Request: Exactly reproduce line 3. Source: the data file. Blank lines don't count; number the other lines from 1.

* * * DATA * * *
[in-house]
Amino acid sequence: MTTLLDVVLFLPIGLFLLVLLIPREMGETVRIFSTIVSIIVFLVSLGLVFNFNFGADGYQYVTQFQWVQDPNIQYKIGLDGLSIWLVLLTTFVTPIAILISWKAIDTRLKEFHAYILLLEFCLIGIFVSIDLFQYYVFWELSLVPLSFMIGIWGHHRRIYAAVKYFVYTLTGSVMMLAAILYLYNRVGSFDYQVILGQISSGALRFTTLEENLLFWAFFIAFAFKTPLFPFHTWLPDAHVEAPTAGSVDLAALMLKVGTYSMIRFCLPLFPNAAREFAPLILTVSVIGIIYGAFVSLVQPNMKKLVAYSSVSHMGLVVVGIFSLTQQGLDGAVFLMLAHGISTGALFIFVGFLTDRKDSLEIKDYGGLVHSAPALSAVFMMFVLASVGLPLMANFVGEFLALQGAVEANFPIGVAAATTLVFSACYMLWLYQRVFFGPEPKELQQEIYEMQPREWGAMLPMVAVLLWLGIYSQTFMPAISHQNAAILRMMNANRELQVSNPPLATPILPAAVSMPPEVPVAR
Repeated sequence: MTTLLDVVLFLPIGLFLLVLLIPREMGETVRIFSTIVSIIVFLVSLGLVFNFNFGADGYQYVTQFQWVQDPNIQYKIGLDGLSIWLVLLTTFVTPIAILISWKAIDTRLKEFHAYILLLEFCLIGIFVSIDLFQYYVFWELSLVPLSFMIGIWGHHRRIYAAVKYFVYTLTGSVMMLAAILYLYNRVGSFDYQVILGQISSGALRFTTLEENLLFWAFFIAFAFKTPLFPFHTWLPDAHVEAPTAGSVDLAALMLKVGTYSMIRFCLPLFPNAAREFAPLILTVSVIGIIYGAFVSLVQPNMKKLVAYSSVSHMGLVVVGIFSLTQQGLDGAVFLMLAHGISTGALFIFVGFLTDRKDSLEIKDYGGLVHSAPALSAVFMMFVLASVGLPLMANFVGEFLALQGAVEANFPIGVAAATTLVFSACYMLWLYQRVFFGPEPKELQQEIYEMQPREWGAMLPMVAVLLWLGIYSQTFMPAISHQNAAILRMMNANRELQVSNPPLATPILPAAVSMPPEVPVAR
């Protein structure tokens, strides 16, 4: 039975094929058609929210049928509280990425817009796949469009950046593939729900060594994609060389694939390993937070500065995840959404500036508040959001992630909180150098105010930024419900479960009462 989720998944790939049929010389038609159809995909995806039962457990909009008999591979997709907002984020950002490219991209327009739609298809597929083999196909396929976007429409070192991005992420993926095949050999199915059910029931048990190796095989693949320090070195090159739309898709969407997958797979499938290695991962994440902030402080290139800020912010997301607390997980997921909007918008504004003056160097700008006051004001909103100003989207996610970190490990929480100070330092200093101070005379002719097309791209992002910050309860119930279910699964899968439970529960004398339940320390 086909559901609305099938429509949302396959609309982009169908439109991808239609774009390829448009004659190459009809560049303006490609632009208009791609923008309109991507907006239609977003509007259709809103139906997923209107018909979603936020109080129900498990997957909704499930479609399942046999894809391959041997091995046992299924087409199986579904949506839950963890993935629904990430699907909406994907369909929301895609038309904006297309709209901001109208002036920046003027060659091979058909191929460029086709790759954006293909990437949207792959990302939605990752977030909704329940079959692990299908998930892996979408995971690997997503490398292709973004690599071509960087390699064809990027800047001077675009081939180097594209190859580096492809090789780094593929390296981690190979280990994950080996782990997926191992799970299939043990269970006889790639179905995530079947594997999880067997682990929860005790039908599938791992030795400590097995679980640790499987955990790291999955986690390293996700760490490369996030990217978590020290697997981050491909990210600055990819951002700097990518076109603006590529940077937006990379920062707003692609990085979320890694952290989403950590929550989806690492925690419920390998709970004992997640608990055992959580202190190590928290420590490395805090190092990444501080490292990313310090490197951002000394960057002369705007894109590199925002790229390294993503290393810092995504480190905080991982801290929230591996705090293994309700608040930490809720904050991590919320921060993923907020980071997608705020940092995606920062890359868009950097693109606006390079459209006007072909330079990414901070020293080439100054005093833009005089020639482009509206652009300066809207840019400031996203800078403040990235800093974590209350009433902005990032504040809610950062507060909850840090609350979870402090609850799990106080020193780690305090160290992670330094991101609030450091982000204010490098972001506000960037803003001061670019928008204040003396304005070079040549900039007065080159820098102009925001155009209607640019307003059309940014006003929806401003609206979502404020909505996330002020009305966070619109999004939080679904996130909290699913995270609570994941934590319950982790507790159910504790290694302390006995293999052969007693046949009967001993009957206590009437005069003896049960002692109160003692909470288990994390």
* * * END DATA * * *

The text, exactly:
Repeated sequence: MTTLLDVVLFLPIGLFLLVLLIPREMGETVRIFSTIVSIIVFLVSLGLVFNFNFGADGYQYVTQFQWVQDPNIQYKIGLDGLSIWLVLLTTFVTPIAILISWKAIDTRLKEFHAYILLLEFCLIGIFVSIDLFQYYVFWELSLVPLSFMIGIWGHHRRIYAAVKYFVYTLTGSVMMLAAILYLYNRVGSFDYQVILGQISSGALRFTTLEENLLFWAFFIAFAFKTPLFPFHTWLPDAHVEAPTAGSVDLAALMLKVGTYSMIRFCLPLFPNAAREFAPLILTVSVIGIIYGAFVSLVQPNMKKLVAYSSVSHMGLVVVGIFSLTQQGLDGAVFLMLAHGISTGALFIFVGFLTDRKDSLEIKDYGGLVHSAPALSAVFMMFVLASVGLPLMANFVGEFLALQGAVEANFPIGVAAATTLVFSACYMLWLYQRVFFGPEPKELQQEIYEMQPREWGAMLPMVAVLLWLGIYSQTFMPAISHQNAAILRMMNANRELQVSNPPLATPILPAAVSMPPEVPVAR